A positive parent knows about positive and negative words
When I’m wearing my ‘writer’s hat’ I turn into a complete word-nerd. For my writing blog I recently researched the power of words. Did you know for instance that certain words can physically alter your brain? Yep, sticks and stones may break your bones and words will change your grey matter.
Psychologists found in a study that seeing the word ‘no’ made the brain fire stress hormones. Hostile words make us feel physically anxious whereas positive words relating to respect or kindness have the opposite effect and strengthen our brains. But the thing is, it takes repetition of positive words – three to five times, to get the same level of effect on us as just one negative word.
For every negative expression or thought we use, it takes three positive ones to cancel it out
This resonated with me as I spend a lot of my day saying negative things to my boys:
‘no, don’t do that’
‘don’t hit your brother’
‘stop running about you’ll have an accident’
‘stop licking the letterbox’
Yes, there’s a whole bag of negative craziness going on in our house which means I’m going to have to start saying a LOT of positive things to make up for it.
Research shows that I’m not alone. According to author Kathryn Kvols, the average child hears 432 negative comments or words per day compared to just 32 positive ones. Using negative words might even be reinforcing negative behaviour and is discouraging for them.
The number and type of words spoken in the home has a big impact on kids’ verbal development. Psychologist Andrew Newberg argues that use of positive or negative wording influences development of communication skills. The early childhood years are vital for creating brain connections that foster compassion and love. In a negative environment, the brain makes fewer of these connections. Though it’s not easy to be positive all the time, we should be trying as much as we can to avoid negativity.
Positive thoughts = life-long happiness
Using positive words helps us become more resilient to life’s challenges. Sonja Lyubomirsky – a leading happiness researcher (great title!) suggests for life-long satisfaction we should regularly partake in positive thinking about ourselves and others, share happy events and enjoy every happy moment as much as we can.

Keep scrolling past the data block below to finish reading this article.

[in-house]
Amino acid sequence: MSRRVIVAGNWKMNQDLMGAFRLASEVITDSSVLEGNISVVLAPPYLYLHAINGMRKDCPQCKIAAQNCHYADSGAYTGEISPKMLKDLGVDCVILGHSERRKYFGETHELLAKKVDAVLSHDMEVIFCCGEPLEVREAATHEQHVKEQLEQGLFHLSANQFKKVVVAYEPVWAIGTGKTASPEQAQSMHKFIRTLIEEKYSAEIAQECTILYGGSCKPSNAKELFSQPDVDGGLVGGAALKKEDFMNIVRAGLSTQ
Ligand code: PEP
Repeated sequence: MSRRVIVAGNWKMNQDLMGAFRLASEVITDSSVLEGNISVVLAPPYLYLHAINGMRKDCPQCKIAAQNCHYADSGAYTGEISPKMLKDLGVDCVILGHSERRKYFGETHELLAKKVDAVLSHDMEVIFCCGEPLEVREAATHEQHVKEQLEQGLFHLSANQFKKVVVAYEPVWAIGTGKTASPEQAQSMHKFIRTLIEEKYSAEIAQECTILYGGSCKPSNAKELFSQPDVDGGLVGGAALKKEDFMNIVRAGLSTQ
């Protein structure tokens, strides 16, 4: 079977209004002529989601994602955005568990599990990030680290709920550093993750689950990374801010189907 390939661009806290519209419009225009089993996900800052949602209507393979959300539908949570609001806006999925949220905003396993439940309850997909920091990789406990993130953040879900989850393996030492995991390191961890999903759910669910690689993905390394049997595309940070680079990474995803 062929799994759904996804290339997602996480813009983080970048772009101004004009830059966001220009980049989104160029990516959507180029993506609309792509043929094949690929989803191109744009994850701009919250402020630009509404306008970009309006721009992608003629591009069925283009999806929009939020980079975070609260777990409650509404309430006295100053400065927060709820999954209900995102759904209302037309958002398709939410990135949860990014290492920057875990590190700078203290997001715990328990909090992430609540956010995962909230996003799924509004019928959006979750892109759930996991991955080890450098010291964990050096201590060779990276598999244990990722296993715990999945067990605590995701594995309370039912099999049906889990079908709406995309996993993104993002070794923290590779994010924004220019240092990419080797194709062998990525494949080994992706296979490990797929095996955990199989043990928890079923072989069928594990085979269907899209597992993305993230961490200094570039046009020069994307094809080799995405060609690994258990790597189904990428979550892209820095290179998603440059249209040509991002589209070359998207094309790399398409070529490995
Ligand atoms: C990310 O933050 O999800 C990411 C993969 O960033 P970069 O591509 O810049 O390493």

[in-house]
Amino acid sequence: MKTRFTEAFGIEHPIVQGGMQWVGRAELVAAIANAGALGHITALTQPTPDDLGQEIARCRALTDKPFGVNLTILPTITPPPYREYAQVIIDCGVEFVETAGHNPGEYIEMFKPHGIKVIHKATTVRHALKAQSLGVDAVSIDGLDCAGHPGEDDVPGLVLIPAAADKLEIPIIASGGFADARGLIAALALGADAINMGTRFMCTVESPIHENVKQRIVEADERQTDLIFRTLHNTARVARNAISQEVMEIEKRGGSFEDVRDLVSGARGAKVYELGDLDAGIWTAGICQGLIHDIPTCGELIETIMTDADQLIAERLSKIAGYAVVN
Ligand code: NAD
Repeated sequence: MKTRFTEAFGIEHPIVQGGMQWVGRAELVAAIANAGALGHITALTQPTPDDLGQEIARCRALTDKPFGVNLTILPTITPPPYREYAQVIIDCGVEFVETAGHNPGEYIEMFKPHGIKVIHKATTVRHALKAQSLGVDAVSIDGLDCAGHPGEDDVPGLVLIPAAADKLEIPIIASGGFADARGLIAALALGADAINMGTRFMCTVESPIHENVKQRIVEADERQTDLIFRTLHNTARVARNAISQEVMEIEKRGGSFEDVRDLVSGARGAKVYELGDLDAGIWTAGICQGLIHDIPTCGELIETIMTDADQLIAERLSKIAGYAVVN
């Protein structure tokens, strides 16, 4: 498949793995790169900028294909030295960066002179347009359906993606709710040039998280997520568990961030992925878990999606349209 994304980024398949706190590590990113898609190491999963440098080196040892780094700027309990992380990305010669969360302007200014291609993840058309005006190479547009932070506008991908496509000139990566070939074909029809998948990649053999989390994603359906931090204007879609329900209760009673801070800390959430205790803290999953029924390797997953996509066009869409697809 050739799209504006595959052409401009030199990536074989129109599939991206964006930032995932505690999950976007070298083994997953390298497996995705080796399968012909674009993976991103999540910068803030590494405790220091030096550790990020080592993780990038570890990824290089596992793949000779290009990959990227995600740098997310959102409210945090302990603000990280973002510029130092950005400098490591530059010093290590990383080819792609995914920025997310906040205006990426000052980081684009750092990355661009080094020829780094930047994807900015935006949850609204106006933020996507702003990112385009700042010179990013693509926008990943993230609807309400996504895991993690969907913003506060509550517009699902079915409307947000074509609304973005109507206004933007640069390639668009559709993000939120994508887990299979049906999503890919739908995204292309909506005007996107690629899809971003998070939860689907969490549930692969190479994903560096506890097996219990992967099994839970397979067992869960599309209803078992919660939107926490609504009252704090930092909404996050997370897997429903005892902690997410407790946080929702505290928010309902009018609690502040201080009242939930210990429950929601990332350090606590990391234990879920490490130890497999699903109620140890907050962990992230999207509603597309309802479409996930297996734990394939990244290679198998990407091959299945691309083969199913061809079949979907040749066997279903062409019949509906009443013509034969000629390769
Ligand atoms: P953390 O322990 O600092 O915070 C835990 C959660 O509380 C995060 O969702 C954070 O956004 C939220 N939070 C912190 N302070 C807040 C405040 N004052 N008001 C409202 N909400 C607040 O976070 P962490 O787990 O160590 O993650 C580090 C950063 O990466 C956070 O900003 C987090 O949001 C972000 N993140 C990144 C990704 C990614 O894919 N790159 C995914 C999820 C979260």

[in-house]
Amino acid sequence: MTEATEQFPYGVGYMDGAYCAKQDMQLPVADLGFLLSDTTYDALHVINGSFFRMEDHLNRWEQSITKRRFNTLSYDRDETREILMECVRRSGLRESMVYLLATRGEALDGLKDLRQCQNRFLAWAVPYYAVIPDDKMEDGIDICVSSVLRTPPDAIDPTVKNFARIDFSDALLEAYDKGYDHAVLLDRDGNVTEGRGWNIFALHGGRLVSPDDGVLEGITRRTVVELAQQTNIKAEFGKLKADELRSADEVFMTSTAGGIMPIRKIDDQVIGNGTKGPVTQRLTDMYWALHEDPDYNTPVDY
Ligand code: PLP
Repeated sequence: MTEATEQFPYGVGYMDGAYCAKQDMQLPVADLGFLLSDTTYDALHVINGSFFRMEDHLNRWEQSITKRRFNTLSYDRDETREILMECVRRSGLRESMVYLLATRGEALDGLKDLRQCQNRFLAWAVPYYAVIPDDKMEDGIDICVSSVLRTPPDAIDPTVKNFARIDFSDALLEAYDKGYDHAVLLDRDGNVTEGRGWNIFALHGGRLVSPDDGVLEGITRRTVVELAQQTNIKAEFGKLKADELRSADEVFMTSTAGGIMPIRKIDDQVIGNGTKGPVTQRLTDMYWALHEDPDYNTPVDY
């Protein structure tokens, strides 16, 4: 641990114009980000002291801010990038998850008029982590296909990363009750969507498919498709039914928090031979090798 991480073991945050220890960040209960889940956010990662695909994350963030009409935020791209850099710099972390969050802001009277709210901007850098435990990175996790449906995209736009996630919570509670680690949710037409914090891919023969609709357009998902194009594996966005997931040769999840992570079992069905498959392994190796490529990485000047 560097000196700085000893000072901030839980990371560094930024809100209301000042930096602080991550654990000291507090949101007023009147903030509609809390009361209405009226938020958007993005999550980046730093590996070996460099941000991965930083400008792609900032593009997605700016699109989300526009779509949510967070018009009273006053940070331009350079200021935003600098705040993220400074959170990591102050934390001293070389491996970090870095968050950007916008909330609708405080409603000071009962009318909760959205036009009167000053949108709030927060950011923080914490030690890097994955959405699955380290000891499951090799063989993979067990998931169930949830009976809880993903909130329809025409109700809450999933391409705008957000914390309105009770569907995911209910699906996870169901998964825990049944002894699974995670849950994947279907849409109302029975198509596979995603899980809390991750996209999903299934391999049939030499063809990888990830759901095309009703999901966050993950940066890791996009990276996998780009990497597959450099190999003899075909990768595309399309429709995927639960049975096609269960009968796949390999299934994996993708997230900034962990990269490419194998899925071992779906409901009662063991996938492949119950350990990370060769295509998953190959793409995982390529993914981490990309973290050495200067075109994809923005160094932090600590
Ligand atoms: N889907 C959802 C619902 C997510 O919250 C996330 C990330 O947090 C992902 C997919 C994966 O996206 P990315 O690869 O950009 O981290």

I want to raise happy, positive children and have been reading up on positive parenting. Though the research I’ve mentioned makes me feel quite sad at the negative impact I might be having on my kids, there’s a lot to be optimistic about too. I can turn my behaviour around. I’ve discovered some great ways to inject positivity into my day and become a more positive parent.
Here are 3 top positive parent tips:
Don’t ask twice
Using the word ‘don’t’ is literally asking kids to think twice about something – about what you don’t want them to do, as well as the behaviour you do want them to do.
Instead of me saying ‘don’t run around the table so fast’, it would be better phrased: ‘please run more slowly around the table’
This removes the double command and makes it easier for the boys to process. It also reframes the statement to make it less negative.
Reframing and the Danish Girl
Denmark has been voted one of the happiest countries in the world for 40+ years. The book ‘The Danish Way of Parenting’ shares the concept of reframing, something Danes do naturally.
The book tells that asking a Dane about the grey, cold and rainy weather outside will get a typical response ‘there’s no bad weather, just bad clothing’. Danes really seem to know how to make lemonade out of lemons. Hell, they’d probably even turn it into a gin and tonic!
You don’t need to go all Danish Girl to practice this technique. Reframing simply means replacing unhelpful phrases with more positive ones, for example:
Change ‘I’m a rubbish parent, I’m always shouting at my kids‘ to ‘my kids sometimes annoy me but I’m trying to be more positive in the way I talk to them’
It’s about finding a healthier perspective and can be a great way to diffuse tension. When you try to reframe a statement, think about the situation or behaviour in a positive way. Find the good in a situation. Don’t call your child ‘wild’ but ‘energetic’ for example.
Life through a labelled lens
Look for the positive and avoid labels. Labelling a child’s behaviour as naughty or disruptive will lead you to think of your child as such. A child who constantly hears herself referred to as ‘lazy’ or ‘naughty’ will start to behave in ways to reinforce that label. It’s better if we look for the positive in our kids rather than focusing on the negative all the time.
This doesn’t mean ignoring misbehaviour, but taking the time to appreciate the good stuff. As already mentioned, it takes three positive thoughts to cancel out a negative one, so get into the habit of seeing the positive as much as you can.
This works in other ways too. Help your little one to develop positive self-awareness. Tell them regularly the good things they do or the positive behaviour they show.
My youngest, Tiddler, is in the habit of bringing his empty dinner plate to the kitchen for washing-up. I thank him and tell him that was really thoughtful and kind of him to bring his plate in.
Struggling to reframe? Think of it this way:
- Your toddler isn’t wild, he’s energetic
- He’s not loud, he’s enthusiastic
- He’s not demanding, he knows what he wants
A simple change in wording can make such a difference.